Mom nor I can remember if we watched "Thelma and Louise" at the movie theater or on television. But we quickly identified with the pair if for no other reason than the characters lived in Arkansas and they embarked on a road trip. We, too, lived in Arkansas and we traveled. A lot.
At the time we saw the movie, I lived with my parents in a house with a psychotic garage door opener. So whenever Mom would shut the door from the inside, she'd dash out. Just like Thelma.
"Let's go, Louise," my mom would say.
And off we went, leaving my dad behind to watch CNN. It seemed funny at the time. Little did we know, those two characters would play lasting roles in our lives.
Thelma, played by Geena Davis, was a nutty, submissive housewife, married to a controlling husband. Susan Sarandon's Louise was the strong one and harbored a secret from the past. In that regard, Mom or I didn't fit the characters very well.
But we shared a common trait with them – we were strong southern women.
The next year, Mom had to have open-heart surgery. She was terrified, much more like Thelma than ever. Right before the nurses wheeled her into the operating room, I yelled, "Stop."
"You hang on, Thelma," I said.
"I will, Louise," she said.
She did hang on, and we forever became Thelma and Louise. My dad would even call "his girls" by those names, especially when we fought an enemy. Perhaps that was what endeared my mom and me most to the two characters. We took no prisoners – and we still don't.
Mom was nearly 38 when she had me – her one and only. She was practically ancient in the late 1960s, an era when most women had children in their 20s. Her doctor even told her she wouldn't be able to have a child. But thankfully, he was wrong.
From the time I was a toddler, Mom taught me about equality with boys.
"You can do anything a boy can do, except better," she would say with dead seriousness. She meant it, and she wanted me to prove it.
I grew up in a neighborhood with mostly boys. The only practical choice that existed was to become a tomboy with a long, brown ponytail. Mom pushed me to play baseball – not softball – better than the boys, to out-pop them with superb wheelies and to even skateboard with the best of them.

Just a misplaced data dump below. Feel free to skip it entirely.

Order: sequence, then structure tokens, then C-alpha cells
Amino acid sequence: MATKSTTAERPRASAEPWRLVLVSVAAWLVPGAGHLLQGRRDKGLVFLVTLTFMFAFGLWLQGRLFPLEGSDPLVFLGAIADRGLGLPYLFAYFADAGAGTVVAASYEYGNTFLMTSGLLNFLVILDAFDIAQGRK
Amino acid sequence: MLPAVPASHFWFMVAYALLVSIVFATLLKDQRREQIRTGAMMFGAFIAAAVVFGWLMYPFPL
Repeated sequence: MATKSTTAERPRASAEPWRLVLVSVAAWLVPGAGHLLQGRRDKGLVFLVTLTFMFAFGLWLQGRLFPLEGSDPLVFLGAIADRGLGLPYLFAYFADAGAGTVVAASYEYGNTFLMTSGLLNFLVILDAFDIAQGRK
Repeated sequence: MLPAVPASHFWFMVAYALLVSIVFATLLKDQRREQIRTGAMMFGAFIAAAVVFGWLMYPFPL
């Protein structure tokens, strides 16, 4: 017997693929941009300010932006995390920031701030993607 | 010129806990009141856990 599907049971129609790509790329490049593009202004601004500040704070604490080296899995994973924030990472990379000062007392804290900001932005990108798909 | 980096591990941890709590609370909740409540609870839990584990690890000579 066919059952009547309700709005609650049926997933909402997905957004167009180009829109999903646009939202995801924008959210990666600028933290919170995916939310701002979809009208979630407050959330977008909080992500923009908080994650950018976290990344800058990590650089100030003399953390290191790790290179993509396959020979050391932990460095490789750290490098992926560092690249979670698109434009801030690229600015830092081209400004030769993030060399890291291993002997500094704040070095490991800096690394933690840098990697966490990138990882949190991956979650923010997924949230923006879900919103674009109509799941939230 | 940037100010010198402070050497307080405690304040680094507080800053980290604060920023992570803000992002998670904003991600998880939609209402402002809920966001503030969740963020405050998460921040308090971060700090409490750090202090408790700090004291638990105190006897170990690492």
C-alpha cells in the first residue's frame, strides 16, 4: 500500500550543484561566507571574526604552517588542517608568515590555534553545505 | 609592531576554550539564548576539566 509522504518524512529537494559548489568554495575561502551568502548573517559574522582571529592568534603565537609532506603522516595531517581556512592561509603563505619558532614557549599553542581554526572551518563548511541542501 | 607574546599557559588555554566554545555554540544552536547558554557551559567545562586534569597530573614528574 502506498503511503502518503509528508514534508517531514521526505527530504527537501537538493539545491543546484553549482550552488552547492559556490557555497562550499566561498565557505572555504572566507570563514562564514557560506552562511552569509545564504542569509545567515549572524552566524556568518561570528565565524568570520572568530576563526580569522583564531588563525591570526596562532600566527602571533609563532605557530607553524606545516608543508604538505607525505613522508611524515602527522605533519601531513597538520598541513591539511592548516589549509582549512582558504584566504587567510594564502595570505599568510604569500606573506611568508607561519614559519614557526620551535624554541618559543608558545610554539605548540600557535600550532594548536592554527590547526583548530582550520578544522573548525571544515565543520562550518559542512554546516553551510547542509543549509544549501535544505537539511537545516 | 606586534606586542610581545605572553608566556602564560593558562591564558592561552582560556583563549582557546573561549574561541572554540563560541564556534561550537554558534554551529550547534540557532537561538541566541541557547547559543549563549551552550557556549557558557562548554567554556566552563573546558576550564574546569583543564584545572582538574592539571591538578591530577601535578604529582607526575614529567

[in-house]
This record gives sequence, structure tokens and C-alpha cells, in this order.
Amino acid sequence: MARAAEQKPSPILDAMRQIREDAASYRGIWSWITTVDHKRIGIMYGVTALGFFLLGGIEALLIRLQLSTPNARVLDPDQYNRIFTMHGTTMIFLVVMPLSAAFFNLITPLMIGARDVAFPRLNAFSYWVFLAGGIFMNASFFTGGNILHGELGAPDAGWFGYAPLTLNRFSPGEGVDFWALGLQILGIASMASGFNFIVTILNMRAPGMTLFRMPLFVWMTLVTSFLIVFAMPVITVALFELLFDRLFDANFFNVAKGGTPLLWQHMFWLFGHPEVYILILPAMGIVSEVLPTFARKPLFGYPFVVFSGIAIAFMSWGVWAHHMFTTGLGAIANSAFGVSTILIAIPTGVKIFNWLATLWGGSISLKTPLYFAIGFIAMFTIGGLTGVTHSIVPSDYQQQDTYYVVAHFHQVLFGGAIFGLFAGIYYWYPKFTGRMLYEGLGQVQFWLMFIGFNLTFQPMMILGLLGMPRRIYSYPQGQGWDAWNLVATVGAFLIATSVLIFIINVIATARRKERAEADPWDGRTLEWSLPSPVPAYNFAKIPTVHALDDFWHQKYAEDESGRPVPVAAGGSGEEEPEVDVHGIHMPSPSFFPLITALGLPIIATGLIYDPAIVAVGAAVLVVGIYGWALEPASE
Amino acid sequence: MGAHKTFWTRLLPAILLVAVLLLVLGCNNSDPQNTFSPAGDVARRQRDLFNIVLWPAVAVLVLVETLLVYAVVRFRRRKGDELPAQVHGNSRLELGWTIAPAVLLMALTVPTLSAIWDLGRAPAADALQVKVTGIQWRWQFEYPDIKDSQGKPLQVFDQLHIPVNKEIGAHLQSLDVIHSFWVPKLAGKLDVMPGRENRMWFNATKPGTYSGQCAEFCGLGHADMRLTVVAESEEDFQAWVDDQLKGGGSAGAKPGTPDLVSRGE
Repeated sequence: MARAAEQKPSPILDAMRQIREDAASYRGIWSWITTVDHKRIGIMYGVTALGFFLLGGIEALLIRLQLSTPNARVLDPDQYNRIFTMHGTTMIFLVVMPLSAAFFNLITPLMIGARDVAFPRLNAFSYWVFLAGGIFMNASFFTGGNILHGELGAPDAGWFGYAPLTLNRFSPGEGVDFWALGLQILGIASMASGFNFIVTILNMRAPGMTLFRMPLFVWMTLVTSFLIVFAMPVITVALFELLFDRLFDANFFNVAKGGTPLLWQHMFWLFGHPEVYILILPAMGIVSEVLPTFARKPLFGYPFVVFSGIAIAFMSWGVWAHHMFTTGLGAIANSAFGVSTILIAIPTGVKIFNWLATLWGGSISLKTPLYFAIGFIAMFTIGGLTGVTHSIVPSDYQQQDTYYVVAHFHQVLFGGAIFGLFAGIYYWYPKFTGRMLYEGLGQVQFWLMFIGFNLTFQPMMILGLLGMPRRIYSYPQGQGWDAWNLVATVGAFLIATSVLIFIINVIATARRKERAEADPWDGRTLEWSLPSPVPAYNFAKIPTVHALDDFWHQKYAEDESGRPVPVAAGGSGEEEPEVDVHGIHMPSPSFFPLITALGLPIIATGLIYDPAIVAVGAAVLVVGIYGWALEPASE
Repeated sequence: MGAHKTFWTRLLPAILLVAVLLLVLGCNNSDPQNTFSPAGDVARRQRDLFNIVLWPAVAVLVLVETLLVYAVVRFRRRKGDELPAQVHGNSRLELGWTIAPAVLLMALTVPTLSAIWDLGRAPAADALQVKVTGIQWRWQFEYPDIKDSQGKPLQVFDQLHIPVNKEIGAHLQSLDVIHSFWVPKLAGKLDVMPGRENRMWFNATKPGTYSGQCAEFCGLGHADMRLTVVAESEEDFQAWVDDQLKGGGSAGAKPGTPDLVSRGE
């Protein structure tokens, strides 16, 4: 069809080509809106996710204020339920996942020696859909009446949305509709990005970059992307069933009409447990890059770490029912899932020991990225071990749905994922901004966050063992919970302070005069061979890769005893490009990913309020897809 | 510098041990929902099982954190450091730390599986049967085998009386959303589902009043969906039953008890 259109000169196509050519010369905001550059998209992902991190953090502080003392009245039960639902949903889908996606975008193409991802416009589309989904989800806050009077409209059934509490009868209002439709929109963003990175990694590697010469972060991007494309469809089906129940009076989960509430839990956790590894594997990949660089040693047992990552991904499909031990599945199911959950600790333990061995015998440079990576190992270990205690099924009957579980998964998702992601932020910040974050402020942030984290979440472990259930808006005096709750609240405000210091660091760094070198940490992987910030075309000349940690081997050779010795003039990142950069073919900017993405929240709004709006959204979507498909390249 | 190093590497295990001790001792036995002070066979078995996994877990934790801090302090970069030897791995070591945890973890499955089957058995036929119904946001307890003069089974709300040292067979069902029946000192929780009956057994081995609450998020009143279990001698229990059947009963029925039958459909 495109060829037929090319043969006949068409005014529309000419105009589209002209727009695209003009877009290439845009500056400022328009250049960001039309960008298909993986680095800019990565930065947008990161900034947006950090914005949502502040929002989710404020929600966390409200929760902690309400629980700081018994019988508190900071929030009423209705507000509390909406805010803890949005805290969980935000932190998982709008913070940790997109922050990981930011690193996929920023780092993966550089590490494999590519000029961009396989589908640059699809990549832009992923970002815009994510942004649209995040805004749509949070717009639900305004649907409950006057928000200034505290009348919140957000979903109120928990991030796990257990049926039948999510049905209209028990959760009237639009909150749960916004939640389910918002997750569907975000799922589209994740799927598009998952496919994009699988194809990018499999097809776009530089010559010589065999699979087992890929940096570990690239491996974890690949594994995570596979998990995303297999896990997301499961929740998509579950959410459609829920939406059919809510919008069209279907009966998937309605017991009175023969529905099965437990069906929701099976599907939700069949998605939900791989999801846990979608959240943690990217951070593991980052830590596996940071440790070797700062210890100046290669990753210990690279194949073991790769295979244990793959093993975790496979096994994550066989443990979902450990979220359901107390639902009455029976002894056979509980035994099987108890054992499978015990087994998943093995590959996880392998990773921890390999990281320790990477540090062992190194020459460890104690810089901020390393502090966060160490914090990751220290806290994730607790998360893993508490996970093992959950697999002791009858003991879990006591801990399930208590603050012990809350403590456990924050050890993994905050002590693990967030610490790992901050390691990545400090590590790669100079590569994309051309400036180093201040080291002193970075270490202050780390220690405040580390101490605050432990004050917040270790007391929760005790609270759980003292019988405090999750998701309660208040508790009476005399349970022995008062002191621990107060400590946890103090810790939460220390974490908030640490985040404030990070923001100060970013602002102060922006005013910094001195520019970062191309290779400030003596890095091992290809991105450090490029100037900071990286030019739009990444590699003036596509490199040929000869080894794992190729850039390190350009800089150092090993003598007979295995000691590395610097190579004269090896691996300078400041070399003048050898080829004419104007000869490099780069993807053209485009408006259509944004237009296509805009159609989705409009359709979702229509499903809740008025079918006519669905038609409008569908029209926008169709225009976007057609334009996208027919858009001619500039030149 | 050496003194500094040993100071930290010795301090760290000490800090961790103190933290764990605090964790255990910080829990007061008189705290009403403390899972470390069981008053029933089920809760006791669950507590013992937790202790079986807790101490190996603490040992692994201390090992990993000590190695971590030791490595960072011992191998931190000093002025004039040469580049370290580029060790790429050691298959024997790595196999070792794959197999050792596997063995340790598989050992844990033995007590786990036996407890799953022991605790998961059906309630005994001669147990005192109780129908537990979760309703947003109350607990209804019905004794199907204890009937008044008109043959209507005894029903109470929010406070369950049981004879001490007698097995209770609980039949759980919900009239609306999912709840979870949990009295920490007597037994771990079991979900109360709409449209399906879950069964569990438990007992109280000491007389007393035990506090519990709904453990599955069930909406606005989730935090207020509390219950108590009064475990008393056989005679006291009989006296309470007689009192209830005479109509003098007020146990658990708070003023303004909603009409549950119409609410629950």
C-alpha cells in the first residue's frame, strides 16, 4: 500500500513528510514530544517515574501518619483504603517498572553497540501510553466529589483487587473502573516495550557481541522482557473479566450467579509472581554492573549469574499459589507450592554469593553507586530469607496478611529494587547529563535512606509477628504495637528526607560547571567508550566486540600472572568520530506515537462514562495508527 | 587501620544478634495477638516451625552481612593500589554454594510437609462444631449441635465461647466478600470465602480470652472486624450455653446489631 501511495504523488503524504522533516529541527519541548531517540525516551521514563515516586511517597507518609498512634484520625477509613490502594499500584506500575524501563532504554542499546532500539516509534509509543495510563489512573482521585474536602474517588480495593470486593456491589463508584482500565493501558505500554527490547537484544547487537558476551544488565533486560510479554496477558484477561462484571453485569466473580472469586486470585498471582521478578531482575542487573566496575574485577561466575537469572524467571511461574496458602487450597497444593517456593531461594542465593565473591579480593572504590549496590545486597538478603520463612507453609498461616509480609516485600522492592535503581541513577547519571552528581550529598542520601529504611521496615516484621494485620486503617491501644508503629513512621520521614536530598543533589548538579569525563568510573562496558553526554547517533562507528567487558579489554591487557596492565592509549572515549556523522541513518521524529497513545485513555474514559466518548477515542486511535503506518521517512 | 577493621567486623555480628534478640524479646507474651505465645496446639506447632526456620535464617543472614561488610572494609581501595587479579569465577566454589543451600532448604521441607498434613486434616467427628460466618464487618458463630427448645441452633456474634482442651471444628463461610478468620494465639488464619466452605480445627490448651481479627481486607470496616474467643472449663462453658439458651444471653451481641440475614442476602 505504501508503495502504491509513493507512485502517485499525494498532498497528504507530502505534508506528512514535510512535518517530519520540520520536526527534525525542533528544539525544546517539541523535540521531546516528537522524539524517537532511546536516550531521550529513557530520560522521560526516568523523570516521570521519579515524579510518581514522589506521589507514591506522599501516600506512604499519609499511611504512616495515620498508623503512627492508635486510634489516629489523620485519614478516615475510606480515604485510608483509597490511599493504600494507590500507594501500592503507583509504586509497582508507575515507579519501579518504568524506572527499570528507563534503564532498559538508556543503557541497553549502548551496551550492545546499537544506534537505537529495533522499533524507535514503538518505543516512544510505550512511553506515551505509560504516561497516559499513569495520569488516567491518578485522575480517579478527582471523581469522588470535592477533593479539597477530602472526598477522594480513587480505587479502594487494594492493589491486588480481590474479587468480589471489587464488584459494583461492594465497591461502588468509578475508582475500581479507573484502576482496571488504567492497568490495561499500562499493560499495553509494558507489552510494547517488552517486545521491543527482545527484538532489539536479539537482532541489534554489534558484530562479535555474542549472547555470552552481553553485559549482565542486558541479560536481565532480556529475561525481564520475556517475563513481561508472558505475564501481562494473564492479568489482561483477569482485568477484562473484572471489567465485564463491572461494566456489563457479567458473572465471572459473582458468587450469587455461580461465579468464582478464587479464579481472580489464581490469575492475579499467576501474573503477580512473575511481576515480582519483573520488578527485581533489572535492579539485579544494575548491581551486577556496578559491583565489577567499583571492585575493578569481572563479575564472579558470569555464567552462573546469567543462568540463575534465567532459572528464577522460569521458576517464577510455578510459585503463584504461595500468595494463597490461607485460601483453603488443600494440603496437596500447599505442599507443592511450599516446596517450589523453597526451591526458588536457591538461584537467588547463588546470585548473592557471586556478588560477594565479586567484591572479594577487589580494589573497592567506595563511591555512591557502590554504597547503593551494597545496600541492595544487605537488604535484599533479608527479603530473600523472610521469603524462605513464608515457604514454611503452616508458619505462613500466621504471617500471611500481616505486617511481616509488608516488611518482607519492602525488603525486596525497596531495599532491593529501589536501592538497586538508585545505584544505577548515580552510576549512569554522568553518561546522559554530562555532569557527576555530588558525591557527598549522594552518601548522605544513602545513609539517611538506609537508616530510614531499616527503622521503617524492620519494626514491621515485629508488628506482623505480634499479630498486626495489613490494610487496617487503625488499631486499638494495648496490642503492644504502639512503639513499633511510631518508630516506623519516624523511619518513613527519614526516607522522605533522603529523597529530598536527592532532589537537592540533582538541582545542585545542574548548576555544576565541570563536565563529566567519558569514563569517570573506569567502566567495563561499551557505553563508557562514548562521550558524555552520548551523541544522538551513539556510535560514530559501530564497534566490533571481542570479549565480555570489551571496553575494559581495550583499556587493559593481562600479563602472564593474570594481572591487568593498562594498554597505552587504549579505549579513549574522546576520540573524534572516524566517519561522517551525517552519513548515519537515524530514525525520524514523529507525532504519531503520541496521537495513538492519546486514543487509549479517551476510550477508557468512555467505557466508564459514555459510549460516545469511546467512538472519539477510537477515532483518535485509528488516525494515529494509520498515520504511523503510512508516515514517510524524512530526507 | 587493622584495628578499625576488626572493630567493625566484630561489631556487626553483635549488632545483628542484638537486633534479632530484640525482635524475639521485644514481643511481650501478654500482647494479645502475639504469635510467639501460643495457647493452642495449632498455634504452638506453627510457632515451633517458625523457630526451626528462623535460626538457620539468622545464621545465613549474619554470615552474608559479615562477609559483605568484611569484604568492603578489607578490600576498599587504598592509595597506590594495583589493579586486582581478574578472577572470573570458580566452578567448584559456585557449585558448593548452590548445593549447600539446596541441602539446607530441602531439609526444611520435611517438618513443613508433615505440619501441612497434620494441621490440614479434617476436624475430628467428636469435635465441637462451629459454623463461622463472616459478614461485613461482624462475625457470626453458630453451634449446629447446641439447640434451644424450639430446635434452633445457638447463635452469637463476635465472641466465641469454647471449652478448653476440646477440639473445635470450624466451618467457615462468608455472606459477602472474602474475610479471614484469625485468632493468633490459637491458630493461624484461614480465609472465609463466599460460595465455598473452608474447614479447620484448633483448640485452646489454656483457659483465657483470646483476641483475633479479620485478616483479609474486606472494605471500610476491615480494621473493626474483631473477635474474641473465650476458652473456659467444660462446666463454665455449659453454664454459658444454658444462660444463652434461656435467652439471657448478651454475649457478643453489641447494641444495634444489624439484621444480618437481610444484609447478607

There was no pass as I grew up, either. The same philosophy applied to academics and my journalism career.
That kind of determination – get knocked down, get right back up attitude – keeps Thelma and Louise trekking on their trip to Mexico. When Louise's life savings are stolen by Thelma's young, hot boyfriend played by Brad Pitt, Thelma becomes stronger. She robs a store at gunpoint and transforms into a hard-drinking daring adventuress.
Over the years, Mom and I have switched parts depending on which one of us is more down and out at the time.
When my dad was critically ill in the hospital three years ago, we yo-yoed on any given day as we battled government bureaucracy in the VA hospital, inept nurses and severe exhaustion. My dad told a couple of nurses that we were Thelma and Louise – fearless fighters who would risk arrest for him to get the care he needed. Maybe it scared them into action because Dad started receiving better care.
I know Dad often felt like he was the third-wheel on our Thelma and Louise joy ride. It's a hazard of any trio but he rolled with the punches, staying out of the battles we chose. He knew better.
My Dad died unexpectedly last year. Mom and I were distraught for months. We tried hard to channel the screen sirens. More times than not, they didn't inspire us. Nothing did. At least we didn't think so.
Last Mother's Day weekend was the first without Dad. So I took Mom to a swingers' convention. I was working on a story and took Mom along for the ride.
While most daughters, especially southern ones, would have been embarrassed, I wasn't. Mom, who had helped edit my book, "Sex in the South," talked to the swingers like they were members of her church.
This year, we have emerged from grief's darkness with a helluva lot more Thelma and Louise in us.
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